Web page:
"Godspell" has been revived for Broadway with its infectious score in tow. NY1's Roma Torre filed the following review.
I've always thought of “Godspell” as "Hair" for the PG set. But while "Hair" found new relevance amid our latest war woes, "Godspell" entertaining as it is, seems hopelessly naive. Lacking cynicism, it reflects a time when idealistic young people could romp around a stage singing about love and peace...and win converts. Now in its first Broadway revival, “Godspell” turns out to be a 40-year-old relic that's surprisingly irresistible.
It started as a college project in the early 70s putting a contemporary spin on the story of Jesus as told through the Book Of Matthew. Using familiar parables, John Michael-Tebelak portrayed Jesus as a beneficent bohemian with nine actors cast as his disciples. It wasn't till Stephen Schwartz came on board to write the music that “Godspell” became a hit. And those excellent tunes are as toe-tappingly infectious as ever.
Attempting to offset the dated stylizing, the production features numerous pop culture references including Lindsay Lohan, Steve Jobs and Donald Trump. And gone are the clown costumes along with Jesus’ Superman shirt.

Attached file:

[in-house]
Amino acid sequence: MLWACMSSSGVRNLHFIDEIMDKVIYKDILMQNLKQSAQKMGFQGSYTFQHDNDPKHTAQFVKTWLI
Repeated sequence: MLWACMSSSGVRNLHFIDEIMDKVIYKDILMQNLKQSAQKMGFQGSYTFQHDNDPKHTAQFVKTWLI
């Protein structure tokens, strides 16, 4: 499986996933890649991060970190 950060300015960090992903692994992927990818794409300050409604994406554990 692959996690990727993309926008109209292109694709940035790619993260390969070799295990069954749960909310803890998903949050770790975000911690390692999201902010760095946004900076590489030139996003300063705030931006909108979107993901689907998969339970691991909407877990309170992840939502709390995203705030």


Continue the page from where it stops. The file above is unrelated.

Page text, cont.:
Daniel Goldstein's crisply paced direction makes good use of the theatre in the round adding some nice surprises. But it's the energetic ensemble led by Hunter Parrish as Jesus that makes the production truly sing. “Godspell” could so easily turn insipidly saccharine and its simplistic religious themes a possible turn-off. But these talented performers seemed to have no problem making believers of their audience.
I've always liked the “Godspell” score more than Schwartz's music for “Wicked.” And while it's still awfully sweet, I bet theatregoers searching for a "Glee-like" fix will find in “Godspell” the answer to their prayers. You just need to check your cynicism at the door.